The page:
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Apple Maps and Google Maps are great for directions, and they’re pretty good for seeking out local restaurants and bars. But both lack fidelity when it comes to searching for non-specific points of interest (POIs). The interfaces and databases of those mapping behemoths are built for the broad strokes – they just aren’t designed to help with the nitty-gritty of finding the nearest public toilet, bicycle park, or drinking fountain.
Say hello, then, to AnyFinder – a new app aiming to be the ultimate POI hunter. AnyFinder uses an extensive database of POIs submitted by volunteers around the globe (via OpenStreetMap) and as such offers to help users track down “anything with a GPS coordinate on this planet.” Which, it turns out, is a lot of stuff.
Big claims – but how does it hold up to real-world usage?
Well, the points of interest in the app are plucked from a massive open source database, and this has repercussions both good and bad. In truth, it’s hard to compete with Google’s vast collection of location and business data – we found its Maps app to be the best at providing useful information about almost any establishment you care to name. Opening times, reviews, photos, contact information – this stuff is notable by its absence in the vast majority of entries in AnyFinder.
However, where this app really comes into its own is in finding the smaller stuff. Its granular categorization of POIs make digitally browsing the local area easier than in other apps, and its community-driven database excels when it comes to tracking public services. Need to find the nearest ATM, post box, or trash can? AnyFinder has you covered. Want to walk to the nearest playground, taxi stand, or, uh, historical shipwreck? Ditto. It even has a “viewpoints” collection which highlights those hard-to-define non-places that simply provide an opportunity to properly take in the surrounding vistas.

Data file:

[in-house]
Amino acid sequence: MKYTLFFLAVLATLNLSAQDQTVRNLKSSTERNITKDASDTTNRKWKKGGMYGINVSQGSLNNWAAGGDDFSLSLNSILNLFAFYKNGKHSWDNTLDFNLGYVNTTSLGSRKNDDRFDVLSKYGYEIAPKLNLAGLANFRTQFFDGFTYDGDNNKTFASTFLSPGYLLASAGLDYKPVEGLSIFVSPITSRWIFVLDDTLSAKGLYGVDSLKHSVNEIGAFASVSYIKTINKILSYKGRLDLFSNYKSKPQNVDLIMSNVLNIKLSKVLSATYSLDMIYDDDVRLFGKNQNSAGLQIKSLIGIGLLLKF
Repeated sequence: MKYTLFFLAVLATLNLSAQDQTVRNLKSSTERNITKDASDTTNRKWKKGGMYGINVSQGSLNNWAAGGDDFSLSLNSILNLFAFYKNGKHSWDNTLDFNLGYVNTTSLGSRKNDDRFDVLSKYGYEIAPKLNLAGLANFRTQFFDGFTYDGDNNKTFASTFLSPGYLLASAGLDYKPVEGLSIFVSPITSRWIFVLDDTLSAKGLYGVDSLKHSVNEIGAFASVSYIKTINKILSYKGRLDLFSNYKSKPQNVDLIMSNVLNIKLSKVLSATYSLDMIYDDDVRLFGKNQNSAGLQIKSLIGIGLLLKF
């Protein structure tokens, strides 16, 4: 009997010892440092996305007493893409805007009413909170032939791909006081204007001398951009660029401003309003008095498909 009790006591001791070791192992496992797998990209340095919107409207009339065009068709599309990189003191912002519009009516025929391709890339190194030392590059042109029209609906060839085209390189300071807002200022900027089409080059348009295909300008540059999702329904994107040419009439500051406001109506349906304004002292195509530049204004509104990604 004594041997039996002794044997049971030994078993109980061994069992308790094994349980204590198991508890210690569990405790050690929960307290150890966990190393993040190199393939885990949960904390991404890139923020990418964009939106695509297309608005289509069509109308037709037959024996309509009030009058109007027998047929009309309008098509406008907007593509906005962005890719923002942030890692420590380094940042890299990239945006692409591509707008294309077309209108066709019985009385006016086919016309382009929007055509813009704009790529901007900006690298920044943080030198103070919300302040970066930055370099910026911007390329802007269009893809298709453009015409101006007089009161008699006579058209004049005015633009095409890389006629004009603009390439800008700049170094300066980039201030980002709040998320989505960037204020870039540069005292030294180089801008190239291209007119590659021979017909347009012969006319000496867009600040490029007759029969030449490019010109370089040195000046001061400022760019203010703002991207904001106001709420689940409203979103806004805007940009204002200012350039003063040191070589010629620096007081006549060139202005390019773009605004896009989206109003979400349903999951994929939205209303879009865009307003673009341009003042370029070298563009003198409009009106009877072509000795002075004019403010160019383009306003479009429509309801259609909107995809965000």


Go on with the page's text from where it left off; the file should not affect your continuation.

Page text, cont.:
AnyFinder is ad-supported, but it handles the process smartly, with a clear and up-front choice about how you’re marketed to: with infrequent targeted ads, frequent non-targeted ads, or no ads at all via a Pro subscription ($12.49/£10.49 per year). It also gives you a clear alternative to using location data, even though this is an app all about locations. Not many developers do that. We applaud the transparency shown here when it comes to user privacy, and we think more companies should follow suit. By contrast, it’s much harder to ascertain exactly what Google is doing with the usage data it vacuums up whenever you use its services.
In addition to the ad-free experience, those who subscribe to Anyfinder Pro gain the ability to add your own custom collections of places personal to you, which is great for keeping tabs on favorite locations without adding them to the public database. However, in addition to the yearly fee, each time you create or edit a collection you’ll be charged one “POInt” – not a big deal when you can buy 100 POInts for a buck, but we could do without the extra layer of complexity.
Add to that the fact that there’s currently no way for collections to be shared with other users, and it leaves you wondering what exactly the point of mapping out all your favorite spots really is. That said, the developers say they’re working on adding community sharing capabilities, which should solve this smooth over this particular issue nicely.
The Pro service also extends the search radius and allows more than 100 search results at a time, which could be useful for power users. Thankfully, the essential features are all free and that’s all most people will ever need. It’s a shame the app can’t directly provide directions to POIs, instead turfing users out to Google or Apple for the turn-by-turn stuff. But perhaps that’s too much to expect of AnyFinder; after all, it’s a directory, not a sat nav.
AnyFinder is a solid, easy-to-use app that plugs a valuable niche in the world of POI apps. It’s not the one-stop shop that Google and Apple claim to be for location mapping, but it’s a valuable sidekick to those services, a worthy travel companion, and an app we think deserves a spot on your Home screen. Especially when you’re in an unfamiliar town and your bladder’s about to burst.
- Absolutely massive database of POIs
- Great for locating the smaller stuff
- Minimal, uncluttered interface
- Many location entries lack detail
- No way to get directions in-app
- Limited sharing capabilities